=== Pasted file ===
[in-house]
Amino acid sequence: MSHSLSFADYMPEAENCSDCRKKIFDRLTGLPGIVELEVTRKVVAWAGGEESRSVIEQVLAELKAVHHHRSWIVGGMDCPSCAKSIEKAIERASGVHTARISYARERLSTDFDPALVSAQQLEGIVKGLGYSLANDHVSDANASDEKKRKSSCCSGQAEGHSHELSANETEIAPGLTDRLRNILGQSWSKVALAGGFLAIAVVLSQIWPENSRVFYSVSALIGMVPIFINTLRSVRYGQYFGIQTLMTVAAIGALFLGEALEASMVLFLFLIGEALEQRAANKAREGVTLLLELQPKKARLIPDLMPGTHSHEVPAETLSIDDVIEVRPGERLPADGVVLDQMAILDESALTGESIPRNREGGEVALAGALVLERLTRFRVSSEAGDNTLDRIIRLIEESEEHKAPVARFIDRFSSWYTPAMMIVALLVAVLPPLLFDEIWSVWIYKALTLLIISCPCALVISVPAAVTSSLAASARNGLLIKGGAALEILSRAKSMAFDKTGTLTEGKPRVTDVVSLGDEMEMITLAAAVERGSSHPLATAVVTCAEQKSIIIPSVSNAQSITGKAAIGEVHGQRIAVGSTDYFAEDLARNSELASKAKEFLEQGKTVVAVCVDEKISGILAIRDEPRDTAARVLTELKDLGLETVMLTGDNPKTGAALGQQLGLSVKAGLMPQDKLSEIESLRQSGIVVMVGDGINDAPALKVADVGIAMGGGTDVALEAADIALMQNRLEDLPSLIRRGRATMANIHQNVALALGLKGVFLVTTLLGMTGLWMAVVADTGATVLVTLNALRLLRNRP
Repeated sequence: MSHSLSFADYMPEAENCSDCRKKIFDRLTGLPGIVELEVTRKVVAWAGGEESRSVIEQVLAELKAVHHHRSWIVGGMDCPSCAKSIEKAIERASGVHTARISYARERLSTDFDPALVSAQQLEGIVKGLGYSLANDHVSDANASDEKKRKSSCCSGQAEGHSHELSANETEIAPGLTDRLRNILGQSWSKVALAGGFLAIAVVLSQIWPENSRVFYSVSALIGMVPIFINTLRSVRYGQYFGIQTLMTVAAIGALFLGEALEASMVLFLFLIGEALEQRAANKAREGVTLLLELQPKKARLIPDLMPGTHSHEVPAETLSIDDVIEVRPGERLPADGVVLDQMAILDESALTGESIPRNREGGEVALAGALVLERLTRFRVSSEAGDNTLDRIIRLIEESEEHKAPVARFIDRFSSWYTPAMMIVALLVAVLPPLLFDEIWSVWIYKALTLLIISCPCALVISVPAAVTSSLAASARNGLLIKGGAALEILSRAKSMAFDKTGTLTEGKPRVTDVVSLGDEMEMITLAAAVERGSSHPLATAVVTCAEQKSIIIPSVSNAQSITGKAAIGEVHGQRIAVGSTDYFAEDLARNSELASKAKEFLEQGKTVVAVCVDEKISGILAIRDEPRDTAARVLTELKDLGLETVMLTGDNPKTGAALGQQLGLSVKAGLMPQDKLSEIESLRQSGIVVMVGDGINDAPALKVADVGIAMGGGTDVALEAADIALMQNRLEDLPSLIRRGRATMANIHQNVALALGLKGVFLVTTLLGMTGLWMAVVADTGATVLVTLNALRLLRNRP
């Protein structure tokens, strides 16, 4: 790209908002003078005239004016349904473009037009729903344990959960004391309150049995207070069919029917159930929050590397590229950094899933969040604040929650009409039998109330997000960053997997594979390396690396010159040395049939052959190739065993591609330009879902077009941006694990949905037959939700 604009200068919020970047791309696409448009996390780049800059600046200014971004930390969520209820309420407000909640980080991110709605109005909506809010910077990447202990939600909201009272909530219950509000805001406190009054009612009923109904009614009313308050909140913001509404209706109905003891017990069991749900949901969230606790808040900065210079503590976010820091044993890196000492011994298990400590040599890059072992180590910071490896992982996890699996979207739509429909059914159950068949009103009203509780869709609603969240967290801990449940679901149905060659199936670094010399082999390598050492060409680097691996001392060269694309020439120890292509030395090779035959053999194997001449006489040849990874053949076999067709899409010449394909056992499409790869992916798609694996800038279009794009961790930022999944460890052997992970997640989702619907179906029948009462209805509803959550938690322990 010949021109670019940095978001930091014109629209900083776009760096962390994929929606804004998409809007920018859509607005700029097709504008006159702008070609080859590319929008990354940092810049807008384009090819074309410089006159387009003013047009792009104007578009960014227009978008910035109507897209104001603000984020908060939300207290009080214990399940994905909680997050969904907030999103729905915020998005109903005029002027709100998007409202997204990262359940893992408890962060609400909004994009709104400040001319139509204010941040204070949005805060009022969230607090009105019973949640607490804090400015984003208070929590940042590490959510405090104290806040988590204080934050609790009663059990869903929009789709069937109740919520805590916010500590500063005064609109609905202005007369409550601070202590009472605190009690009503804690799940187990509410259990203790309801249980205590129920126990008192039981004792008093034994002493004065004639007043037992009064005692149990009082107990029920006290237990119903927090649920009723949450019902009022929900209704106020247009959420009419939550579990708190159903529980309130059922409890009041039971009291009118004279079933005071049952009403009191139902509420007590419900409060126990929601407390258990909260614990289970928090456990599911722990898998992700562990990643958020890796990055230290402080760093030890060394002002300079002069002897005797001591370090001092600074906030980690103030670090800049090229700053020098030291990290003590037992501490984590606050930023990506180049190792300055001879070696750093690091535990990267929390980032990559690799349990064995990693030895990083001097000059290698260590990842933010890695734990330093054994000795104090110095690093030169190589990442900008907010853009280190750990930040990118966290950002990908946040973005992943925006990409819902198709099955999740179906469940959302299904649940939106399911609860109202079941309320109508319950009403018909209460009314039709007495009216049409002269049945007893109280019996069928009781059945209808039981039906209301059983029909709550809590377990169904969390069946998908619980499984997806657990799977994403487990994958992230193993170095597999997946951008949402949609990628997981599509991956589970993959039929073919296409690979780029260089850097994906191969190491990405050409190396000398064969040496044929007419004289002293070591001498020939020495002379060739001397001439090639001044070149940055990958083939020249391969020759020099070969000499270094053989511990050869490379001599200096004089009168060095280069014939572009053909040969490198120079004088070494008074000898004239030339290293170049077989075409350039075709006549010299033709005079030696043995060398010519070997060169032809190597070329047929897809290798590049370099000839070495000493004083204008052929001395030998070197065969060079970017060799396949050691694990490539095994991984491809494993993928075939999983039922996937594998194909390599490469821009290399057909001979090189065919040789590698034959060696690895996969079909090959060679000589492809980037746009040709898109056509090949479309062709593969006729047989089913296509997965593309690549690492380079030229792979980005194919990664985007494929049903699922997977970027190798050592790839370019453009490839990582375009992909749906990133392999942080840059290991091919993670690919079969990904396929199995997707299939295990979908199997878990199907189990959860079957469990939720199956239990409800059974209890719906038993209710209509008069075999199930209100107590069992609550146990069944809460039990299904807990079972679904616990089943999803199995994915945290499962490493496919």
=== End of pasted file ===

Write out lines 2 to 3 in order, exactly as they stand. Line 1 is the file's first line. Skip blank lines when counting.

Amino acid sequence: MSHSLSFADYMPEAENCSDCRKKIFDRLTGLPGIVELEVTRKVVAWAGGEESRSVIEQVLAELKAVHHHRSWIVGGMDCPSCAKSIEKAIERASGVHTARISYARERLSTDFDPALVSAQQLEGIVKGLGYSLANDHVSDANASDEKKRKSSCCSGQAEGHSHELSANETEIAPGLTDRLRNILGQSWSKVALAGGFLAIAVVLSQIWPENSRVFYSVSALIGMVPIFINTLRSVRYGQYFGIQTLMTVAAIGALFLGEALEASMVLFLFLIGEALEQRAANKAREGVTLLLELQPKKARLIPDLMPGTHSHEVPAETLSIDDVIEVRPGERLPADGVVLDQMAILDESALTGESIPRNREGGEVALAGALVLERLTRFRVSSEAGDNTLDRIIRLIEESEEHKAPVARFIDRFSSWYTPAMMIVALLVAVLPPLLFDEIWSVWIYKALTLLIISCPCALVISVPAAVTSSLAASARNGLLIKGGAALEILSRAKSMAFDKTGTLTEGKPRVTDVVSLGDEMEMITLAAAVERGSSHPLATAVVTCAEQKSIIIPSVSNAQSITGKAAIGEVHGQRIAVGSTDYFAEDLARNSELASKAKEFLEQGKTVVAVCVDEKISGILAIRDEPRDTAARVLTELKDLGLETVMLTGDNPKTGAALGQQLGLSVKAGLMPQDKLSEIESLRQSGIVVMVGDGINDAPALKVADVGIAMGGGTDVALEAADIALMQNRLEDLPSLIRRGRATMANIHQNVALALGLKGVFLVTTLLGMTGLWMAVVADTGATVLVTLNALRLLRNRP
Repeated sequence: MSHSLSFADYMPEAENCSDCRKKIFDRLTGLPGIVELEVTRKVVAWAGGEESRSVIEQVLAELKAVHHHRSWIVGGMDCPSCAKSIEKAIERASGVHTARISYARERLSTDFDPALVSAQQLEGIVKGLGYSLANDHVSDANASDEKKRKSSCCSGQAEGHSHELSANETEIAPGLTDRLRNILGQSWSKVALAGGFLAIAVVLSQIWPENSRVFYSVSALIGMVPIFINTLRSVRYGQYFGIQTLMTVAAIGALFLGEALEASMVLFLFLIGEALEQRAANKAREGVTLLLELQPKKARLIPDLMPGTHSHEVPAETLSIDDVIEVRPGERLPADGVVLDQMAILDESALTGESIPRNREGGEVALAGALVLERLTRFRVSSEAGDNTLDRIIRLIEESEEHKAPVARFIDRFSSWYTPAMMIVALLVAVLPPLLFDEIWSVWIYKALTLLIISCPCALVISVPAAVTSSLAASARNGLLIKGGAALEILSRAKSMAFDKTGTLTEGKPRVTDVVSLGDEMEMITLAAAVERGSSHPLATAVVTCAEQKSIIIPSVSNAQSITGKAAIGEVHGQRIAVGSTDYFAEDLARNSELASKAKEFLEQGKTVVAVCVDEKISGILAIRDEPRDTAARVLTELKDLGLETVMLTGDNPKTGAALGQQLGLSVKAGLMPQDKLSEIESLRQSGIVVMVGDGINDAPALKVADVGIAMGGGTDVALEAADIALMQNRLEDLPSLIRRGRATMANIHQNVALALGLKGVFLVTTLLGMTGLWMAVVADTGATVLVTLNALRLLRNRP